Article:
From Colonel Walter Stewart
New Town [Pa.] Jany 28th 1778
Since I had the pleasure of writing your Excellency,1 I have Convers’d with General Lacey Concerning the Provisions going in such Quantitys to Town; that Gentleman is highly disgusted with the manner in which the People in this County Act, and is determin’d to use his Utmost endeavours in putting a total stop thereto. His very great want of men at present, puts it out of his power the doing any thing of Consequence being oblig’d to draw his Pickets (formerly Station’d at, and in a line with Frankfort) to the Buck Tavern Seventeen Miles from Philadelphia;2 he with the few men remaining with himself is retir’d a little farther into the Country than he was, for the safety of his Baggage and Stores.3
The number of Horse now remaining on this side is very small, the length of time they have been on the Station has made them too well Acquainted with the Girls, and People from Town, who I fear Seduce, and make them Commit many things highly Improper, such as Seizing flour &ca from one person, and delivering it to their favorites; for this, and many other reasons, if your Excellency thinks proper, it is really necessary a fresh Party of Horsemen who are not so well Acquainted along the lines should relieve them; otherways I fear many of them now there, will in a short time be with the Enemy.
Your Excellency mentions it has been hinted, that some of the Officers on this Station have conniv’d at Certain doings;4 I much fear many have, but believe it is in the Malitia line, as I have now in my Possession, passes I took from people with loaded Carts given by Quarter Masters And Clerks to Malitia Colonels.
The design in a great measure of this letter is to Acquaint your Excellency, that there is in a fulling Mill near this place, Upwards of one Thousand or twelve hundred Yards of Coatings & Cloths, belonging in general to rich Quakers, & People of this County much disaffected, who are by no means in want of Cloathing; of what Infinite Service would this Cloth be to the poor Naked Soldiers of one or two Regiments, and at the Same time not be distressing, in my Opinion any of the People to whom it belongs. could it be purchas’d it would be a happy Circumstance, but the people in General here About, dispise our money so much, that the Attempting a purchase would only occasion their Immediately getting it out of the way; I therefore thought it proper to make the matter known to your Excellency and to know whether you would Approve of my taking Possession of such as would suit our poor Soldiers, being careful to discriminate between those who could spare it, and those who could not.5
The day After tomorrow the difft Comissary’s and party’s are all to be in, when we shall have finish’d our business here, and shall next Morning set off with our Stores to Camp. I should be glad to be favour’d by the bearer Lt Dean6 with an Answer respecting the Cloth. And Am with Much Esteem And respect Yr Excellency’s Most Obedient Servant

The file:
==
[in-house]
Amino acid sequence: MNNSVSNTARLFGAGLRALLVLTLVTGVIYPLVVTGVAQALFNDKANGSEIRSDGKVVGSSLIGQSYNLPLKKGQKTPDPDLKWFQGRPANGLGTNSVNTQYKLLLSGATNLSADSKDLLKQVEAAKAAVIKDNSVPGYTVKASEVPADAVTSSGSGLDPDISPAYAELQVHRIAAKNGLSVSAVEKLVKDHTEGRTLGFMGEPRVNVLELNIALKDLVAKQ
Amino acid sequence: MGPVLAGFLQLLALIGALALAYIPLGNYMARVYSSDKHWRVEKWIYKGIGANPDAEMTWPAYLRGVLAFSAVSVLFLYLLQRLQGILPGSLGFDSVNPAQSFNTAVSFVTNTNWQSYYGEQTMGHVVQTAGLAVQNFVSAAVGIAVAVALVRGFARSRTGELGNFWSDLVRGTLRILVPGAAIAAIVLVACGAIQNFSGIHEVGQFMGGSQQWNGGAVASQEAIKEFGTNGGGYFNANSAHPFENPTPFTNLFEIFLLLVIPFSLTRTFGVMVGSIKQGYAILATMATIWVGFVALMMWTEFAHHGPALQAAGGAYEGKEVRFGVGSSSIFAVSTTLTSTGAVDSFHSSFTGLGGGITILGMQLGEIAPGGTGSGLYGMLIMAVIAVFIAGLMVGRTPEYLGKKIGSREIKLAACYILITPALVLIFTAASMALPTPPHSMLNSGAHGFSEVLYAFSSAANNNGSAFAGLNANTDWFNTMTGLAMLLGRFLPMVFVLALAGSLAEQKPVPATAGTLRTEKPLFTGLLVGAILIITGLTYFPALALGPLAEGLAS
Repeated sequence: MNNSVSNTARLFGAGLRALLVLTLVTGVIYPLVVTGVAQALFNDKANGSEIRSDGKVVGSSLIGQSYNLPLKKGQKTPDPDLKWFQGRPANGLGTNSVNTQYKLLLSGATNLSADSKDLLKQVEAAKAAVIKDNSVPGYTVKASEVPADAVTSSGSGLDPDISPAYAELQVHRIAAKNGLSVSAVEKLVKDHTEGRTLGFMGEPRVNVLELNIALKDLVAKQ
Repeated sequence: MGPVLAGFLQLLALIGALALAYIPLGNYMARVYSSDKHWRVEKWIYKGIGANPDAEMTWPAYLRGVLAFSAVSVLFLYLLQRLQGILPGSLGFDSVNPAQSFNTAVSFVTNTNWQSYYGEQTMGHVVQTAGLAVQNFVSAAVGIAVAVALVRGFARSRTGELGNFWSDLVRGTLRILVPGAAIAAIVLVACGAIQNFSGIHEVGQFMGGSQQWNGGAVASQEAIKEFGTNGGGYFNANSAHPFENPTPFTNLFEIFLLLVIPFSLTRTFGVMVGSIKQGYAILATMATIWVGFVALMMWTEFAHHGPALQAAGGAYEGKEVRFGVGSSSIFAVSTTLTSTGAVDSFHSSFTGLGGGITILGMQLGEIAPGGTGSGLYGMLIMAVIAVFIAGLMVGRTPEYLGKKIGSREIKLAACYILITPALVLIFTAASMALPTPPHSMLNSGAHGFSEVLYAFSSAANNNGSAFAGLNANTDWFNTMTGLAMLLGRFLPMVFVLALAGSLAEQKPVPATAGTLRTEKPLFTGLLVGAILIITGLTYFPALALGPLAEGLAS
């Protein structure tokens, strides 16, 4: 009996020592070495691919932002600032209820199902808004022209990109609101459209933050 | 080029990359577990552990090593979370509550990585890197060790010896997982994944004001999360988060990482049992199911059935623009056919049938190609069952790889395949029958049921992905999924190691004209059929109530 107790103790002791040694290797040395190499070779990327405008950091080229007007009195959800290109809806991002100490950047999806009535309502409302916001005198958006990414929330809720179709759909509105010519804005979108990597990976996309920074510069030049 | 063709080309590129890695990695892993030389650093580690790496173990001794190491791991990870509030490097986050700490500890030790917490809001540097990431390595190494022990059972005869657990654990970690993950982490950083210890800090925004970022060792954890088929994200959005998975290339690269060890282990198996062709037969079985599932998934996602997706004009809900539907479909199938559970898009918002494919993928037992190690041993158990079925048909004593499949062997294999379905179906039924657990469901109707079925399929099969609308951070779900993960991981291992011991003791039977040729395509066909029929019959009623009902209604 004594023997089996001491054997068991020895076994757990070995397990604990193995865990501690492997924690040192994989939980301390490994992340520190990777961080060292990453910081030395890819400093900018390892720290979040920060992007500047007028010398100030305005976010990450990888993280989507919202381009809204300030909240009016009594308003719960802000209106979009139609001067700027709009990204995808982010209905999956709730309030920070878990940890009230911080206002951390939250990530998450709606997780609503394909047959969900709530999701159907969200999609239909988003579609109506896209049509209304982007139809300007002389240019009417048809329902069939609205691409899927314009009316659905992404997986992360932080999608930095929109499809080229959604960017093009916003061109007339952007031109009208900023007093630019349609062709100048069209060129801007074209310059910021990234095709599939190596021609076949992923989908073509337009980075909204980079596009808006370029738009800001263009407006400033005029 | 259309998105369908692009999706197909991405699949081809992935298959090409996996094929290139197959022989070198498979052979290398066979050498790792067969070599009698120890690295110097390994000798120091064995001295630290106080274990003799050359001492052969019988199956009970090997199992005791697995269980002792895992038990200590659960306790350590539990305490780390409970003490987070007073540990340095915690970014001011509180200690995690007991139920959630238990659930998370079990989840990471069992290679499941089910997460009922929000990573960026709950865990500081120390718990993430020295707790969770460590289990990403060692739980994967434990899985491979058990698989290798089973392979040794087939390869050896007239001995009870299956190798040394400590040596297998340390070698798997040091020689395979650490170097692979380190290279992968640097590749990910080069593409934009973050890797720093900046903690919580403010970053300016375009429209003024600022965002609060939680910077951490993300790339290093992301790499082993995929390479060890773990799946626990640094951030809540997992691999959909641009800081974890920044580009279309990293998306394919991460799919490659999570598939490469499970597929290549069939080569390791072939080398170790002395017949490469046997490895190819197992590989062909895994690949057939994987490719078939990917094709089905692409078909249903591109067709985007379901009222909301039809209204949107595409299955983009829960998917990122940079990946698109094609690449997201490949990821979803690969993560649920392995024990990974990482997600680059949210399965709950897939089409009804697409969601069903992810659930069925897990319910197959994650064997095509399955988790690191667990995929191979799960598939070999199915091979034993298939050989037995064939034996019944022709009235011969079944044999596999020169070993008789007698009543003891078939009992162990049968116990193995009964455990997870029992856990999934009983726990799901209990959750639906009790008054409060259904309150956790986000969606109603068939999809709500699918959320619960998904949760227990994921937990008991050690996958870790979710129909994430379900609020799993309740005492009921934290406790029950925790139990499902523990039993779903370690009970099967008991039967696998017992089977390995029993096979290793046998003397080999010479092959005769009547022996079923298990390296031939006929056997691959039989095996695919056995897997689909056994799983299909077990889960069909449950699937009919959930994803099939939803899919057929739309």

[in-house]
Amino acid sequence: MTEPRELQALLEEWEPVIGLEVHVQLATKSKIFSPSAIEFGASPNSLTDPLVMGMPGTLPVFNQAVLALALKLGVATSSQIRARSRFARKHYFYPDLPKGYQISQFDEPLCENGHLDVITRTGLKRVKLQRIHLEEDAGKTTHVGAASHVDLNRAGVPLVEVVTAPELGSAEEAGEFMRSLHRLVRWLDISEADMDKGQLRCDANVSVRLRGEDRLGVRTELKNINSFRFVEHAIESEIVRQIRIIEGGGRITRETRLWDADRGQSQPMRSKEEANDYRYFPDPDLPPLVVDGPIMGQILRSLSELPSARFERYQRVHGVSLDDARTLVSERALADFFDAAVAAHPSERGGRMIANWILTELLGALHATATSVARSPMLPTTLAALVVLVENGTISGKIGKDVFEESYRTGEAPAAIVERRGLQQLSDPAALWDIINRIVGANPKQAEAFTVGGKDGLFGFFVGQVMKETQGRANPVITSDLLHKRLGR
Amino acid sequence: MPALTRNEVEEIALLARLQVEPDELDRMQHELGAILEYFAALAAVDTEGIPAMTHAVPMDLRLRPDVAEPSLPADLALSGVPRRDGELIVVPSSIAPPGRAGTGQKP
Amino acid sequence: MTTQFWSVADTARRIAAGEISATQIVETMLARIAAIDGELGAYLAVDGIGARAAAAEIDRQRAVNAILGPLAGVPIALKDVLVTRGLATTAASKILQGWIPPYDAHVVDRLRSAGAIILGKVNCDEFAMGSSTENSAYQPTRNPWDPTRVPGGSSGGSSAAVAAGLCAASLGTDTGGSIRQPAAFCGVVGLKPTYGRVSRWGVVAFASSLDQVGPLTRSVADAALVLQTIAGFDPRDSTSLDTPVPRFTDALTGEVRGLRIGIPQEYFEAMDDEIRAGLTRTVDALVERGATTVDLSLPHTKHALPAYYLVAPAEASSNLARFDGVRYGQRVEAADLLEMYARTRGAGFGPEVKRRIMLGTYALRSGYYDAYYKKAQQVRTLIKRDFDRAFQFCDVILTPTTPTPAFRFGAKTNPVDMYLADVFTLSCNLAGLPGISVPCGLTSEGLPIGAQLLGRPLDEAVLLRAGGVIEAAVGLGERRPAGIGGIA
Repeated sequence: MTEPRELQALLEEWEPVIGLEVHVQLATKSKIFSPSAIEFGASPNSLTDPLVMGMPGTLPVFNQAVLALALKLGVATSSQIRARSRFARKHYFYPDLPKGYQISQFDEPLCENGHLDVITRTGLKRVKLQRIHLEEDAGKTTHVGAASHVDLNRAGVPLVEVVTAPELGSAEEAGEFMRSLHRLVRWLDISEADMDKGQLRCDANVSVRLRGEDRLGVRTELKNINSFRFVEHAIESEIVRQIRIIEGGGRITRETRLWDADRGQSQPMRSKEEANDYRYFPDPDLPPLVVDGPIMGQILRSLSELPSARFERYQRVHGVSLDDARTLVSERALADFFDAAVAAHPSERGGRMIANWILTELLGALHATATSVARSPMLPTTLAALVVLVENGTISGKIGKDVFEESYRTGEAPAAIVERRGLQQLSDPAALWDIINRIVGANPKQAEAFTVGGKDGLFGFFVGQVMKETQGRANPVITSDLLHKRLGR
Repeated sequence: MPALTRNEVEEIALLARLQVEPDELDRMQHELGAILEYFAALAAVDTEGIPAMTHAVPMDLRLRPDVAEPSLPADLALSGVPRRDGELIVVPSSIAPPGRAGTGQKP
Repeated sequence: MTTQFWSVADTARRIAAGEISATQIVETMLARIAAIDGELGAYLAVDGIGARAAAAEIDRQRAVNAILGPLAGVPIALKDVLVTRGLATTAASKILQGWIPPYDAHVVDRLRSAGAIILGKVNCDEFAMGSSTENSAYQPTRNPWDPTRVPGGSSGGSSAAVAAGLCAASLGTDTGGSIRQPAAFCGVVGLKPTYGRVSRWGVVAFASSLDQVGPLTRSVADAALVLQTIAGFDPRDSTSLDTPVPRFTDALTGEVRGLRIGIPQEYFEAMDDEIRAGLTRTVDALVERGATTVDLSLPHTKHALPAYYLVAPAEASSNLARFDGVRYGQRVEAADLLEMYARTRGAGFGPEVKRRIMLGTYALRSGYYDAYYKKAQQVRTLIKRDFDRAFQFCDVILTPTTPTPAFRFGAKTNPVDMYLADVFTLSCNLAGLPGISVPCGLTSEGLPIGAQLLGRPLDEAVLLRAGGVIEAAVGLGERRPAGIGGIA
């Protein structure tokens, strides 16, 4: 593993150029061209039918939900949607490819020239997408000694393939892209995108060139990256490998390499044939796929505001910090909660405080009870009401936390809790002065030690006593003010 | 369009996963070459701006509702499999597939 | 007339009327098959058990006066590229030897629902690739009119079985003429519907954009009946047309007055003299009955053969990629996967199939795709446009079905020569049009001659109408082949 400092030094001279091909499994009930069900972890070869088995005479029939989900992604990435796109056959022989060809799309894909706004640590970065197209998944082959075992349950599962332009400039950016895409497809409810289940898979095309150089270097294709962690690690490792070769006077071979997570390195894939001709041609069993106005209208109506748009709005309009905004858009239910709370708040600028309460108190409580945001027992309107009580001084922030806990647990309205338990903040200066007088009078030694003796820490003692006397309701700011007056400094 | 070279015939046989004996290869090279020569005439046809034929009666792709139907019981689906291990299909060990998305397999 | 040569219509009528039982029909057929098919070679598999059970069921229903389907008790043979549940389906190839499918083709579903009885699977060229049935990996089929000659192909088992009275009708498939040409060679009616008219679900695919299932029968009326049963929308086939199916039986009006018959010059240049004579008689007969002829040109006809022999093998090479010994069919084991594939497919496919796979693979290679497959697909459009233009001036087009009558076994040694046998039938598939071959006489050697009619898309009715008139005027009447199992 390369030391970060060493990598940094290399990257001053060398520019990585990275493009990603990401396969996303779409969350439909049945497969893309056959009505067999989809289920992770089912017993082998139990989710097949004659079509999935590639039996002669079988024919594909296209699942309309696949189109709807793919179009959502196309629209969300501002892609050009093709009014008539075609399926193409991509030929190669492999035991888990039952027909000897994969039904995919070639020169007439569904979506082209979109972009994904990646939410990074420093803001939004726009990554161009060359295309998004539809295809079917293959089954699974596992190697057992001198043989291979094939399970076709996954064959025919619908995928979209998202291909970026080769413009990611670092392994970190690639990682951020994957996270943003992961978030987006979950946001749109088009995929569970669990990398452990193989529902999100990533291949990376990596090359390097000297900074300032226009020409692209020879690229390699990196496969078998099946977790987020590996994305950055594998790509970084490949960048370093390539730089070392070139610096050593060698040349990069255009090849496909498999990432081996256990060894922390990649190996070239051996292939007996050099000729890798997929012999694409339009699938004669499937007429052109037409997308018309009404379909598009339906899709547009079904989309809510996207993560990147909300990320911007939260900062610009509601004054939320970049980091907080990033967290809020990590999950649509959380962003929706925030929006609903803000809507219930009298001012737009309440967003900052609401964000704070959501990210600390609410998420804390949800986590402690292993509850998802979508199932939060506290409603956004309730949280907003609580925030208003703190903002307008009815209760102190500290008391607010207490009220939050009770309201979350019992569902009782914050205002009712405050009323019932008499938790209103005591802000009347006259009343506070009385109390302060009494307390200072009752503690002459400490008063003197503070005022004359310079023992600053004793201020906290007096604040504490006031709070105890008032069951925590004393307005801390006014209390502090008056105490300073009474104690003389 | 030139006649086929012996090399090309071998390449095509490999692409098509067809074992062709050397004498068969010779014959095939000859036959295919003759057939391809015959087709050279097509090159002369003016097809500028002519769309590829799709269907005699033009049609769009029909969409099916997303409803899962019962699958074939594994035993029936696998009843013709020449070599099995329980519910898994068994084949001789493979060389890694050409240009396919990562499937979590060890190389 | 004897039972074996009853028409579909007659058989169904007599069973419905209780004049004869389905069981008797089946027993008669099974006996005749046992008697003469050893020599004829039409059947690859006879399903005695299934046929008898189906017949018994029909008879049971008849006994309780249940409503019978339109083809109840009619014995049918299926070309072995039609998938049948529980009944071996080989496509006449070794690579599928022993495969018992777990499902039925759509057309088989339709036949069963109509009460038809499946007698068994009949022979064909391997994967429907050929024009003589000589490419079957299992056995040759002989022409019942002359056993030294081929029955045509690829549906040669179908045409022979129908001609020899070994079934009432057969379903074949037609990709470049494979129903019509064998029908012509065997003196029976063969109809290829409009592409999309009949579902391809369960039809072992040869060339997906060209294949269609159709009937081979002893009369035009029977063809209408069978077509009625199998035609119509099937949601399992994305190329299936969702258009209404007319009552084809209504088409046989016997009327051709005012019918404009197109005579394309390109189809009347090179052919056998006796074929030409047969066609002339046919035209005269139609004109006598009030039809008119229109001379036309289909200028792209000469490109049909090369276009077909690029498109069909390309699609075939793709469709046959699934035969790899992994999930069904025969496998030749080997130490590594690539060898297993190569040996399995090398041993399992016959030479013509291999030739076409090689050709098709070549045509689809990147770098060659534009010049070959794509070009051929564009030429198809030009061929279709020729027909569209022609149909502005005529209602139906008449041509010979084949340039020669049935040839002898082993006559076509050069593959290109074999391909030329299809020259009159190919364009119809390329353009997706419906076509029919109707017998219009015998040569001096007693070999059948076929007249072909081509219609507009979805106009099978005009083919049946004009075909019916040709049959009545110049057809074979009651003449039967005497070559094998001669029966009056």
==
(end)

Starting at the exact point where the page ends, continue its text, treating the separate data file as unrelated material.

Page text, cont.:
Col. 13th R⟨mutilated⟩
ALS, DLC:GW; ADfS, ViMtvL.
John Fitzgerald replied in a letter of 29 Jan. directed to Stewart at Newtown: “His Excellency has received your favor of yesterday & thanks you for the Information contained therein—By a letter from Major Jameson of 26th Instant he mentions that Captn Howard has reliev’d Captain Craig at that Post & that he had wrote to Genl Pulawski for a Sett of fresh Men to do duty there; this I expect will in a great degree prevent the abuses which have been too frequently committ’d in that Neighbourhood, by the too intimate Connexions between the Soldiery & Citizens.
“The General is fully of opinion that the Cloth belonging to such persons as you mention should be taken for the use of the Army—giving Certificates of the Quantity & Quality to the persons to whom it belongs, Genl Lacey has been directed to apply for the Quota of Men allott’d to that Post” (DLC:GW). Maj. John Jameson’s letter of 26 Jan. has not been found, but see GW’s letter to Jameson of 1 Feb. and Jameson’s reply of the following date. GW wrote John Lacey, Jr., on 23 Jan. urging him to seek reinforcements from the Pennsylvania supreme executive council.
2. When this tavern was offered for sale in 1792, it was described as “THAT noted and well known TAVERN, at the sign of the BUCK, lying in Southampton township, Bucks county, 17 miles from Philadelphia, on the forks of the great road to Newtown, Four-Lane’s-End and Corryell’s Ferry” (Pennsylvania Gazette [Philadelphia], 1 Feb. 1792).
6. The bearer may have been John Dean, who in October 1776 was commissioned a third lieutenant on the Pennsylvania navy floating battery Arnold.